How to Nest — Moving Images Through the Cloud

One reader of my Gear Where You Are article reminded me that some of us are already using mix-and-match systems to do some of what I wrote about in that article (Thanks Jan). If you haven't read the original piece, please do so first. It sets a tone for how I'll be dealing with the pieces of the system I (and many of you based upon your emails) want.

Warning, there are a lot of breakable pieces in this approach if you try it today:

  • Use an EyeFi Mobi card in your camera.
  • On your iOS/Android device use the free EyeFi apps to automatically transfer images to your mobile device. Load the Dropbox app as well and configure it to automatically grab and upload photos to the cloud, but only send to the cloud when WiFi access is enabled.
  • On your computer at home, set your Dropbox folder as a Watched Folder to ingest from. Make sure Lightroom is set up to move files, not copy them. This automatically cleans your Dropbox folder so that you don't go over your budget plan.  
  • Now comes a tricky part. Some of us have our own "cloud" storage (e.g. Synology NAS boxes), and guess where our Lightroom data lives? That means that I can still get to my images from my other devices while traveling, even if they've been moved through the system like a ghost. Another way to do this is to use one of the cloud backup plans, like Crashplan, Zipcloud, or one of the other many services like that. If you've got them properly set up and current, you're likely to have all your images available via the cloud within 24 hours (though you have to watch out for big transfers of images, which might take a few days to back up depending upon your plan and your home bandwidth capability).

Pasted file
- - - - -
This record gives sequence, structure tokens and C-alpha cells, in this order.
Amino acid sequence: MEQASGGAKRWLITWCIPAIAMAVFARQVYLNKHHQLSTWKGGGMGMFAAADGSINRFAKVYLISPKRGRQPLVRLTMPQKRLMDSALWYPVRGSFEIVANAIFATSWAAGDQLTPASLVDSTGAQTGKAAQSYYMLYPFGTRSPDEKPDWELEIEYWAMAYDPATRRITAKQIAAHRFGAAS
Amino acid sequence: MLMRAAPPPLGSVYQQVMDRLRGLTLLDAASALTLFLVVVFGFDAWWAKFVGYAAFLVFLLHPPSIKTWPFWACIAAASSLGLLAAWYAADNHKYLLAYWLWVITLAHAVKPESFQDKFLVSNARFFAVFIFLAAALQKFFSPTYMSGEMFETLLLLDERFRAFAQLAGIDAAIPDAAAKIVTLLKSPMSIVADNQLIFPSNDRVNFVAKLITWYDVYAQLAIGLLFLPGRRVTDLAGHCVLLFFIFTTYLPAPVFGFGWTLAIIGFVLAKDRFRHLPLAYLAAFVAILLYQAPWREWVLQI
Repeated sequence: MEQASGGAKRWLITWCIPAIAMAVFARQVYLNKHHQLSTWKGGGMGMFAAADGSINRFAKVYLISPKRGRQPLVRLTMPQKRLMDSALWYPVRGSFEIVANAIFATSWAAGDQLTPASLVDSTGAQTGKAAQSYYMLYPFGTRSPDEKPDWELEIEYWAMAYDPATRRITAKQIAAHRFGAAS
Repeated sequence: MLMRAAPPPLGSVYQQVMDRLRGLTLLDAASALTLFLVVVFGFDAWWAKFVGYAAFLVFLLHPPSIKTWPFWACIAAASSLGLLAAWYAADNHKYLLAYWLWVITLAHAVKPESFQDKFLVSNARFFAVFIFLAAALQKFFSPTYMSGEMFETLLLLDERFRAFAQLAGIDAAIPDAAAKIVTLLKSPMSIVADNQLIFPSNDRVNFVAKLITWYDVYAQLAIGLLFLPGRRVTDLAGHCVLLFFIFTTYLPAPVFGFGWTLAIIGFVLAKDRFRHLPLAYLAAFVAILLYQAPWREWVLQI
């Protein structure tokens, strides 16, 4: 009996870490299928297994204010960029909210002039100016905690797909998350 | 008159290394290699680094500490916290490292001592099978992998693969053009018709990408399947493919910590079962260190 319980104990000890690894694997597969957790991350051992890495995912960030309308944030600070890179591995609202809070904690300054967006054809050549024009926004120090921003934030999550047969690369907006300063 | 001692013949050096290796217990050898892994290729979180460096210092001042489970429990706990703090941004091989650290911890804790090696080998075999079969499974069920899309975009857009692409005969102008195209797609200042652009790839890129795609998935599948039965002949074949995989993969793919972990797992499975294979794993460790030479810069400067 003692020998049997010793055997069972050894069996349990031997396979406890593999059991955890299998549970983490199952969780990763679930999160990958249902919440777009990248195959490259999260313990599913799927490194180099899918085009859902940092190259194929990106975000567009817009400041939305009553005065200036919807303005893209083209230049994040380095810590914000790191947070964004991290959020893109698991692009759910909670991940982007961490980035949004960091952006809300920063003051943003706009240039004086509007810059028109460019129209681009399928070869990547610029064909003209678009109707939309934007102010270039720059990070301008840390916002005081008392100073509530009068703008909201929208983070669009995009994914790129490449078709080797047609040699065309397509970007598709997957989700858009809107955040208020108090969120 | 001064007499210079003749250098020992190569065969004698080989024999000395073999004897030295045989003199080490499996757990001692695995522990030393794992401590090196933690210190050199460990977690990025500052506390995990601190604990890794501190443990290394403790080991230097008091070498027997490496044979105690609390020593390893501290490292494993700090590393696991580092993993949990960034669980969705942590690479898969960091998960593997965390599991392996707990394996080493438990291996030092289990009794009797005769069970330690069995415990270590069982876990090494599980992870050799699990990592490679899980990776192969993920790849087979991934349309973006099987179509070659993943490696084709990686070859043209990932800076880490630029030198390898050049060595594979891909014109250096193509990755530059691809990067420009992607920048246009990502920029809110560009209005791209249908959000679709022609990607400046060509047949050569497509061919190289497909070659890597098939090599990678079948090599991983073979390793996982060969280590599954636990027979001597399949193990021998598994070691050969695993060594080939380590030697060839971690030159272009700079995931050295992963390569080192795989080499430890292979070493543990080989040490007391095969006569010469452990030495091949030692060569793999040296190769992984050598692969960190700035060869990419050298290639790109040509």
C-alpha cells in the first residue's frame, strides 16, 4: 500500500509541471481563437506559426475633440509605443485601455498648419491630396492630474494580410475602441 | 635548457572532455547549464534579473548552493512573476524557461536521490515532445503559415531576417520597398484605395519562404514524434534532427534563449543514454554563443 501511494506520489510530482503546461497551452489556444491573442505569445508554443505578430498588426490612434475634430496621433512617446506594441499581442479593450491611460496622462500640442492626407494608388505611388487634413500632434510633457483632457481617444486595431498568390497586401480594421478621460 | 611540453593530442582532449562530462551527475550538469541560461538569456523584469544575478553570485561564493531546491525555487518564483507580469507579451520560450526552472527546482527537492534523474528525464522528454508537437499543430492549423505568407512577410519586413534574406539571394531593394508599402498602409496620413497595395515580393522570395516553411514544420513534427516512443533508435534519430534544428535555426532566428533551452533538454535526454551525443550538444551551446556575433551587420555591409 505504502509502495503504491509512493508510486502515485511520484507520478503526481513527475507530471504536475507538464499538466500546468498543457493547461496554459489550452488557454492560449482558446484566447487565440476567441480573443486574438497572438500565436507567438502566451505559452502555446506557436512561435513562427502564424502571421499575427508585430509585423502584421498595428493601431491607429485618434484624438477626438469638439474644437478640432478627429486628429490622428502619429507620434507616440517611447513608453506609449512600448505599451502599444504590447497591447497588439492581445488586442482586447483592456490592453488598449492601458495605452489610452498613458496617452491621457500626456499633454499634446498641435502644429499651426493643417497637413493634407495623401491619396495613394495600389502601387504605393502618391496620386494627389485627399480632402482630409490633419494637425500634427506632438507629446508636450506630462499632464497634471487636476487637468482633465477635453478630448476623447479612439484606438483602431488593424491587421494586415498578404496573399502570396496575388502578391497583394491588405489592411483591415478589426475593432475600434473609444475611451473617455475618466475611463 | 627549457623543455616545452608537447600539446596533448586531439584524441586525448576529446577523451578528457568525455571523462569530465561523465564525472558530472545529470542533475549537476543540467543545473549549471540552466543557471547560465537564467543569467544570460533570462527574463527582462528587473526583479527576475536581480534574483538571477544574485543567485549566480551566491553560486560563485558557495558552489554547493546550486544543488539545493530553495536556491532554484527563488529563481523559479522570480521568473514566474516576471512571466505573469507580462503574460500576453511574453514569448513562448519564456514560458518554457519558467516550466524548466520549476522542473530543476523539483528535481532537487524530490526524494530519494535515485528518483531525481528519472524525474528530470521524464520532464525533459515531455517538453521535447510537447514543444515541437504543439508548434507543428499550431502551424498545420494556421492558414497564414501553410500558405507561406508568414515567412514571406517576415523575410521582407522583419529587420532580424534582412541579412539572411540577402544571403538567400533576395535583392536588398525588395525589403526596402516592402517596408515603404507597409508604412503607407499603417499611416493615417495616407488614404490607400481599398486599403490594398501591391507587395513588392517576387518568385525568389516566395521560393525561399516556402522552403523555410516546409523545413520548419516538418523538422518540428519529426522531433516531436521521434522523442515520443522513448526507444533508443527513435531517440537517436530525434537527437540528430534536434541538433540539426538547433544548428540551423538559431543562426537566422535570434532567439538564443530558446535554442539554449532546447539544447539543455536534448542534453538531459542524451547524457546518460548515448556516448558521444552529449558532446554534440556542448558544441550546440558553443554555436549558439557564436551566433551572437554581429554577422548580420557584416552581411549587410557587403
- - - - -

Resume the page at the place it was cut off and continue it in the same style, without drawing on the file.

So yes, what I wrote about in my article is remotely possible with today's products. But…how did your Lightroom stuff get key worded? ;~) 

In a perfect world—the world that the camera makers aren't even dreaming about yet let alone approaching with product—I'd be creating my metadata up front, not far after the fact. 

Let's say I'm at Wedding 1 (of 5 this weekend). Prior to leaving for the shoot I had all my wedding data pre-entered into the camera: name of wedding, all locations I'd be using, the names of all the people I'm taking pictures of, and the list of shots that the bride and I agreed to. Any wedding photographer worth the lucre you spend on them knows all this stuff long before the wedding actually occurs. As I take my camera out, I select "Wedding 1". All my shots until I change that setting will be metadata-ed with key information about the wedding itself. As I get ready to take a shot, or immediately after I take it, I can tag the location, names, and shot list to the shot. All that gets recorded in the metadata, too. Wait, what menu is all that in on a Nikon DSLR? ;~) The NONEXISTENT menu, the one right after the hardly ever used RETOUCH menu that keeps growing like a weed.   

Of course, my camera is connected via WiFi to my "live slide show" at the reception. I've been tagging photos to put into the slide show, too (finally, a use for chimping). But as I'm wandering around the reception my computer is sucking all my images off the camera and also sending them on to the remote watch folder in the cloud that my copy of Lightroom (or Aperture, or whatever software product that gets its act together first) is watching. All I have to do when I get back to the office is press the Produce Wedding button. Wait, what button is that in Lightroom? ;~) 

text and images © Thom Hogan 2015 -- all rights reserved
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